@Videostatic Jon Bellion "Stupid Deep" (Daniel Brown, dir.) https://t.co/74raJPKuX7 16 hours 55 min ago
@Videostatic Roseaux "I Am Going Home [director's cut]" (Allie Avital Tsypin, dir.) https://t.co/UXvgW6r2XX 15 hours 35 min ago
@Videostatic Two Door Cinema Club "Talk" (Max Siedentopf, dir.) https://t.co/vRoa8gv2o9 9 hours 47 min ago
@Videostatic Fitz And The Tantrums "123456" (Jamie Thraves, Ofir Shoham, dir.) https://t.co/GediXpvGdN 11 hours 58 min ago
@Videostatic Karen O & Danger Mouse "Woman" (Spike Jonze, dir.) https://t.co/sVAwPNL870 14 hours 54 sec ago
@kholy381 While I'm on break check the usual channels for things like the new https://t.co/9PDnkM7sx8 13 hours 5 min ago

NEW RELEASE: The Fray "All At Once"

Warning: This is long and rambling and not really about The Fray.

Fray If you are of a certain age (thirtysomething) and  background (middle class, suburban), you probably know every single frame of the classic "band on the road" videos for Motley Crue "Home Sweet Home" and Bon Jovi "Wanted Dead Or Alive." Both videos are good ones to cite when it comes time to debate whether a band is best served by an artistic, highly conceptual clip or a more basic, performance-driven. The former works very well for bands that derive a portion of their cache by being associated with the avant garde — think Radiohead, Bjork or most indie rock bands — but it also runs the risk of overwhelming an act hasn't yet developed or communicated an identity. For instance, will anyone remember Justice and the song "D.A.N.C.E." as anything more than The T-Shirt video? And if all they remember is the video, who does that benefit most? The director or the band? Consider the paradox of Spike Jonze and Wax if you want an answer.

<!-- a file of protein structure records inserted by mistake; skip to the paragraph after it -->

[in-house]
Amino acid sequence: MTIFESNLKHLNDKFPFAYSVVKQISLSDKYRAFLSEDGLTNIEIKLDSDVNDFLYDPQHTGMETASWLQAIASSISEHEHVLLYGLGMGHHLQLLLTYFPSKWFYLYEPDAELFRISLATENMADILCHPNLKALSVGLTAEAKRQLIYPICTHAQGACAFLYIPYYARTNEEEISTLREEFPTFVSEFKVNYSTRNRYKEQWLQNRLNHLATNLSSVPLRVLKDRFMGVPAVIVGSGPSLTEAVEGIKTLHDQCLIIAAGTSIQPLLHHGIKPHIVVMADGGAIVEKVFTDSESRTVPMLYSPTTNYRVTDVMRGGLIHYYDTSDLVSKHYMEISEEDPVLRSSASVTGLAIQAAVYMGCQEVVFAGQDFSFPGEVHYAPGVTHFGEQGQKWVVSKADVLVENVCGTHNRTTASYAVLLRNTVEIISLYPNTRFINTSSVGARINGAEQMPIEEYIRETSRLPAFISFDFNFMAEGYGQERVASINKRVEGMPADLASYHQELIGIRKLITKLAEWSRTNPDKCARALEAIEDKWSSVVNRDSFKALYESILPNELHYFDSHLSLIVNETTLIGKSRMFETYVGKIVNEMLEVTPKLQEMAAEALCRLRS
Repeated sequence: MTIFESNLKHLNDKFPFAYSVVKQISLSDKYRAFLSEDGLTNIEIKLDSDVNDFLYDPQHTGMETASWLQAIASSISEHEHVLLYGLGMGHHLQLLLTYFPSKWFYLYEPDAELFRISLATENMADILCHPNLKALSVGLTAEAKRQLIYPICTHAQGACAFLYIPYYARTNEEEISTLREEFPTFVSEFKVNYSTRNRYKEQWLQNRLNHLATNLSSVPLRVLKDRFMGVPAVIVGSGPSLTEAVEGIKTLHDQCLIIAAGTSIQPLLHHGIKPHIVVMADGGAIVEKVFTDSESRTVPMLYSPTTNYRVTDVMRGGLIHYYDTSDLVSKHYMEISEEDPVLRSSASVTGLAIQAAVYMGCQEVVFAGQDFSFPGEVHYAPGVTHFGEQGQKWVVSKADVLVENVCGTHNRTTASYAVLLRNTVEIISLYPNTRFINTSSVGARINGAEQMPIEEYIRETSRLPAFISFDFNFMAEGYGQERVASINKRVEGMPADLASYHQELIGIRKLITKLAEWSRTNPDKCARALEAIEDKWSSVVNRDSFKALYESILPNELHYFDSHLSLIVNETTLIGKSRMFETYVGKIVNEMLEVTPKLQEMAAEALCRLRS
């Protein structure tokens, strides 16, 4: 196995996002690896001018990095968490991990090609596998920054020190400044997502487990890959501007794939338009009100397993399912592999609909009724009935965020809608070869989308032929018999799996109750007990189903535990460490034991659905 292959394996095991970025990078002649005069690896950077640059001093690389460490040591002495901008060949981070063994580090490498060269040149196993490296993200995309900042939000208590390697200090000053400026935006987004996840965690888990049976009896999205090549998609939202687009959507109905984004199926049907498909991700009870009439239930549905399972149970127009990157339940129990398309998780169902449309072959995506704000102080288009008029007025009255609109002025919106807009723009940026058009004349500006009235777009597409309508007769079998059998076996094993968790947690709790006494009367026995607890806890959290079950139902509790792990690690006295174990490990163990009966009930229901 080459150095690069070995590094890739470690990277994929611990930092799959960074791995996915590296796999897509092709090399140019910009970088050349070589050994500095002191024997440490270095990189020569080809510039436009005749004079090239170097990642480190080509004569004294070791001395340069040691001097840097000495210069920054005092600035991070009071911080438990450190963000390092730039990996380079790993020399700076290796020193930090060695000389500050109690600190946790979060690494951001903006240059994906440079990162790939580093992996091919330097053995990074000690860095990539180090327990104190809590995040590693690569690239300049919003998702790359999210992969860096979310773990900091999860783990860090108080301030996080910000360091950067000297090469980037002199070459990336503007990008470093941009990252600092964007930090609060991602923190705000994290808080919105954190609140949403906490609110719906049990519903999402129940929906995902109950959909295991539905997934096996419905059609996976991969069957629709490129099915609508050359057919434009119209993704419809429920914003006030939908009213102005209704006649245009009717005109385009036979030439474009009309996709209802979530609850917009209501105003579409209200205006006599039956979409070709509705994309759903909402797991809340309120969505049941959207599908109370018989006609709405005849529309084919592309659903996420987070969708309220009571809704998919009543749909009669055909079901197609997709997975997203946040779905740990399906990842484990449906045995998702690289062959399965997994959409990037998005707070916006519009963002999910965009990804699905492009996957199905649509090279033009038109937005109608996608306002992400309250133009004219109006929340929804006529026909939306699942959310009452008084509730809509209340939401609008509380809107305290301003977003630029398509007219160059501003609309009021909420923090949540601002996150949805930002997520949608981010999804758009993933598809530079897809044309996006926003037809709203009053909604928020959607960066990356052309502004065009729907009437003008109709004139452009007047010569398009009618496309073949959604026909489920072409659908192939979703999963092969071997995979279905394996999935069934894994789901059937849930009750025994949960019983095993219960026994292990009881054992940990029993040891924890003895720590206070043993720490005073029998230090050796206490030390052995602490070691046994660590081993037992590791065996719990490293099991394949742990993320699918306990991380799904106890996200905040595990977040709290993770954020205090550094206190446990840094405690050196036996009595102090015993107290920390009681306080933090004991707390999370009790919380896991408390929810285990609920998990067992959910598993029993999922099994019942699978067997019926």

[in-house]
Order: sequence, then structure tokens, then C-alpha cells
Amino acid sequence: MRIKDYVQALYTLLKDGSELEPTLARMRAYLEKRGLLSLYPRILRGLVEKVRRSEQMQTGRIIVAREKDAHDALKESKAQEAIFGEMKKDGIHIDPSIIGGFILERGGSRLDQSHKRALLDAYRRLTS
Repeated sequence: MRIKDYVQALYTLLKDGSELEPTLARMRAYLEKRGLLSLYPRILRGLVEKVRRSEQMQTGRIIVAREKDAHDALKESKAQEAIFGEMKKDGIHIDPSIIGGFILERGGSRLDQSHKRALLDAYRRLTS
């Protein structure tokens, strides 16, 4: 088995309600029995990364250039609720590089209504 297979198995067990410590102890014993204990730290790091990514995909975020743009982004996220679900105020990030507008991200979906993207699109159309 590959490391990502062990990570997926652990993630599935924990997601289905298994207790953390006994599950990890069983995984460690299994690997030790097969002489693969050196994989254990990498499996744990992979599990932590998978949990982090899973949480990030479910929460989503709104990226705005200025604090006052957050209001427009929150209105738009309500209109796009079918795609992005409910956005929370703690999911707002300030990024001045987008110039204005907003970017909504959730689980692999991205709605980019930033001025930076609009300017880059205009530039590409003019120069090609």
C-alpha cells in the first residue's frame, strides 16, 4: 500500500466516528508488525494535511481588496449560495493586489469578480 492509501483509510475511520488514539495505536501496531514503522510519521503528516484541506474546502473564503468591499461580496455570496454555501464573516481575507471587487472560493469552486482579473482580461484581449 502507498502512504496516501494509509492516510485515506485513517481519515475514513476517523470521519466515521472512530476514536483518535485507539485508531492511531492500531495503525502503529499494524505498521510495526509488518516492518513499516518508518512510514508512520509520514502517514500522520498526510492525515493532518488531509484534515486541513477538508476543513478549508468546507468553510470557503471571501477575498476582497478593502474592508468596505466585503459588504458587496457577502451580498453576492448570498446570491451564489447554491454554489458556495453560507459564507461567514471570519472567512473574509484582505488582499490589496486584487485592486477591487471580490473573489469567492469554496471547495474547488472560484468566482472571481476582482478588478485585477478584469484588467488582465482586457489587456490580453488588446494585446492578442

Fray The "band on the road" video has been a staple for rock bands for a long time and for good reason: It reinforces the archetype of the "rock star as conquering warrior." Say what you will about Motley Jovi, but their personae were formed by these sorts of videos which made them look big and important and popular and powerful. You could even go back to D.A. Pennebaker's classic Bob Dylan film Don't Look Back —  essentially a feature-length take on the BOTR concept — which played a huge role in ensuring that the public would be privy to Dylan's personality and power.

Fray This all leads to the new video "All At Once" for The Fray, which is of the BOTR variety. It's a good one. While  The Fray are best know for the pretty perfect video that Mark Pellington directed for "How To Save A Life," we've never seen them as anything other than a sensitive, perhaps even dour collective. "All At Once" changes that. It  exposes previously unseen and more light-hearted aspects of the band's personality and makes them seem larger than life. And, it doesn't waste any time or energy in trying to appeal to somebody outside of their target audience. There's a good chance that a potential fan will come away from the video thinking: 1) They seem like fun guys to hang with; 2) Wow, they're playing to some big fucking crowds that seem to totally adore them; and 3) Holy shit, everything looks amazing and important in slo-mo.  --> watch "All At Once" below


The Fray "All At Once" (Epic)
Rod Blackhurst, director/producer/editor | Filament Productions, production co | Kelly Magelky, DP (color footage) | Rod Blackhurst, DP (b&w footage)


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